Supplemental Appropriations for Disaster Recovery Activities

Assessment of Coastal Hazards in Puerto Rico

During Hurricanes Irma and Maria, much of Puerto Rico experienced significant impacts to beaches, dunes and coral reefs. Coastal erosion, inland flooding, and coral losses result in increased immediate and long-term hazards to natural and populated shorelines, putting critical infrastructure at risk to future flooding and erosion and causing economic losses. 

During Hurricanes Irma and Maria, much of Puerto Rico experienced significant impacts to beaches, dunes and coral reefs. Extensive erosion and coral losses result in increased immediate and long-term hazards to shorelines, including some densely populated regions. This puts critical infrastructure at risk to future flooding and erosion and potentially leading to economic losses. The USGS Coastal and Marine Hazards and Resources Program (CMHRP) is assessing impacts of coastal erosion and dune elevation changes along the coastline of Puerto Rico and updating digital elevation models of sandy shoreline areas of Puerto Rico. The elevation features will be integrated into models to provide updated estimates of the potential for beach erosion, dune erosion, and dune overtopping during hurricane landfall - both real-time and scenario-based - and operationally for all weather conditions. Updated shoreline positions will be used to compute new rates of shoreline change and identify erosion hot spots.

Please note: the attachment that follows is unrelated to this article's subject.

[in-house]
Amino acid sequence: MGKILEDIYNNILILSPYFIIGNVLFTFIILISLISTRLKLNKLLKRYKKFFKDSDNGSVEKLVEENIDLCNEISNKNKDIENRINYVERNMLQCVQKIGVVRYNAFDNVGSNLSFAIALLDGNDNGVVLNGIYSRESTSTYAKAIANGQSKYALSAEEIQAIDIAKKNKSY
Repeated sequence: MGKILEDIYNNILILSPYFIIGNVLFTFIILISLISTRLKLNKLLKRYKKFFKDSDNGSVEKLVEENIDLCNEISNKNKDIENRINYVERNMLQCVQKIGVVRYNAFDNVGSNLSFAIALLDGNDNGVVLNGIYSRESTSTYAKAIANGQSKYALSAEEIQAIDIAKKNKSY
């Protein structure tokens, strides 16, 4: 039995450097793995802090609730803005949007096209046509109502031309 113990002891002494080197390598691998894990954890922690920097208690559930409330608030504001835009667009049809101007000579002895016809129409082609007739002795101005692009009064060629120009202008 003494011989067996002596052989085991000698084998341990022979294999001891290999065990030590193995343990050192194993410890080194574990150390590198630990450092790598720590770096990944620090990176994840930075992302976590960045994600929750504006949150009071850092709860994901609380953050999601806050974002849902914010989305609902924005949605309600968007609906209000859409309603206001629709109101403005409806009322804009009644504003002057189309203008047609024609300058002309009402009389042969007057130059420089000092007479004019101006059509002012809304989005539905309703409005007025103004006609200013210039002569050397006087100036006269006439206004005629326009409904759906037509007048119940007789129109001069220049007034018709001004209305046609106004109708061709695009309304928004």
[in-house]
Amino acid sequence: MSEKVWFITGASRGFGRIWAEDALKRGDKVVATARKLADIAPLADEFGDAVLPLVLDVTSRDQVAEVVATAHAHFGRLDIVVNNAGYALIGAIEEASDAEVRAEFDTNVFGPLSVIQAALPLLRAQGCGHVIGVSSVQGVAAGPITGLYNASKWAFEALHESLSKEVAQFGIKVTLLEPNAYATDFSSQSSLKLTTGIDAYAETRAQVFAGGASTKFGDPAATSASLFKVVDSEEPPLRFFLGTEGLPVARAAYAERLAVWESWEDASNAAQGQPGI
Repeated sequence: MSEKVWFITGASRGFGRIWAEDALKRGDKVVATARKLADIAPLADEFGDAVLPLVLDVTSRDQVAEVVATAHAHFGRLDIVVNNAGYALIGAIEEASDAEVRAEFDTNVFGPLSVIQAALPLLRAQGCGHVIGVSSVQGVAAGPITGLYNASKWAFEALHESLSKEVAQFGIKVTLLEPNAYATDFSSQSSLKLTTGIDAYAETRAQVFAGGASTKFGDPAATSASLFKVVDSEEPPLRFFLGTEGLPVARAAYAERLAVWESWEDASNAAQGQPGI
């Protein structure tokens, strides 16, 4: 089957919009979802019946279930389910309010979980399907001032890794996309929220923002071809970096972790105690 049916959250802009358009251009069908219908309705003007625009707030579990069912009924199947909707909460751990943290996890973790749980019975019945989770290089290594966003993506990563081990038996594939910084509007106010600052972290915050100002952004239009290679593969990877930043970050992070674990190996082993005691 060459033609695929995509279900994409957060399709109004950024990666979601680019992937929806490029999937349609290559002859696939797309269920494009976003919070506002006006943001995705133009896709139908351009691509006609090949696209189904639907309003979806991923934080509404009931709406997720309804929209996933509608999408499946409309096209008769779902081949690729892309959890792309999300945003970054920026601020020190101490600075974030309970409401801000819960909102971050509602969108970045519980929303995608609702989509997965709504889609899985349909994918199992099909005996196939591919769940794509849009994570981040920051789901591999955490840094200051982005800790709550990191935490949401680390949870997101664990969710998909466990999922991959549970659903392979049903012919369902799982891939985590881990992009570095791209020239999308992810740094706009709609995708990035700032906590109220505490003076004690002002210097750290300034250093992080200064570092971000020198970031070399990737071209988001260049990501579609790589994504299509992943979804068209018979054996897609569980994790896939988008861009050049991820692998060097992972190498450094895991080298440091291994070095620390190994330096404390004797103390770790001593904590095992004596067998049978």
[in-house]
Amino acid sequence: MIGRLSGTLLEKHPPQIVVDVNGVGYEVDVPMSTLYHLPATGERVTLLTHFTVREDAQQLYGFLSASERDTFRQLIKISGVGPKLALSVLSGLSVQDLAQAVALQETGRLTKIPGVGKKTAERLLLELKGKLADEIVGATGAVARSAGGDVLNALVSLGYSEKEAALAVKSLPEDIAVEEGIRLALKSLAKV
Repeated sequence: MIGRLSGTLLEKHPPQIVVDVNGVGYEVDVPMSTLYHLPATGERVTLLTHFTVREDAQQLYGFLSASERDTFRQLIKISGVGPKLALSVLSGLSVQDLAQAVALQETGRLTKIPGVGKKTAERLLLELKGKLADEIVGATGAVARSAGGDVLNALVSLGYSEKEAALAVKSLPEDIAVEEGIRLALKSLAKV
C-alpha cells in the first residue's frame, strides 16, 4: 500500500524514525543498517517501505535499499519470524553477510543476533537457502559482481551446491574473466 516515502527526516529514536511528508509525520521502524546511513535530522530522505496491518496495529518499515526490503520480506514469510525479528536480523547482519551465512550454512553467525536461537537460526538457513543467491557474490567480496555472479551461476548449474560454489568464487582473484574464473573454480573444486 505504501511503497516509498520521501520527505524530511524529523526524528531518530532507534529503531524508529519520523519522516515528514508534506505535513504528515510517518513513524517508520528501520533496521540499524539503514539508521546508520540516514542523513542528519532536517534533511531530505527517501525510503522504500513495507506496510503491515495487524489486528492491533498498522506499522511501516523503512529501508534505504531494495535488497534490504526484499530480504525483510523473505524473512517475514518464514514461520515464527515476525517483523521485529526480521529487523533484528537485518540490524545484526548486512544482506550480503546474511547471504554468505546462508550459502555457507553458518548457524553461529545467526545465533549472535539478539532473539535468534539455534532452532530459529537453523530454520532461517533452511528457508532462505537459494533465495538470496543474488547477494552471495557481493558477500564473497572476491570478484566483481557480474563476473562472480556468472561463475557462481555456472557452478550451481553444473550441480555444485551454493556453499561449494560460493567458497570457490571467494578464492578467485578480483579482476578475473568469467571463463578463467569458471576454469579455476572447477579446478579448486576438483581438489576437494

Post-storm repair and recovery investments that focus on both the increased immediate threat resulting from Irma and Maria’s impacts and the longer-term cumulative impacts will benefit from updated and expanded assessments of coastal vulnerability to storms. CMHRP supplemental work in Puerto Rico, Florida, Georgia and North Carolina will provide information that supports real-time hazard guidance during storms, emergency preparedness, and long-term management of existing or proposed engineering, infrastructure, and coastal protection systems. 

 
Additional Resources
 
Bendik, K.J., Seymour, A.C., and Doran, K.S., 2021, Coastal cliff delineation derived from lidar: 2018: U.S. Geological Survey data release, https://doi.org/10.5066/F7610XCX.
 

 

 

Return to Assessment of Coastal Impacts in Florida and Puerto Rico

Contacts

Hilary Stockdon

Science Advisor for Coastal Change Hazards
Coastal and Marine Hazards and Resources Program
Phone: 727-483-2870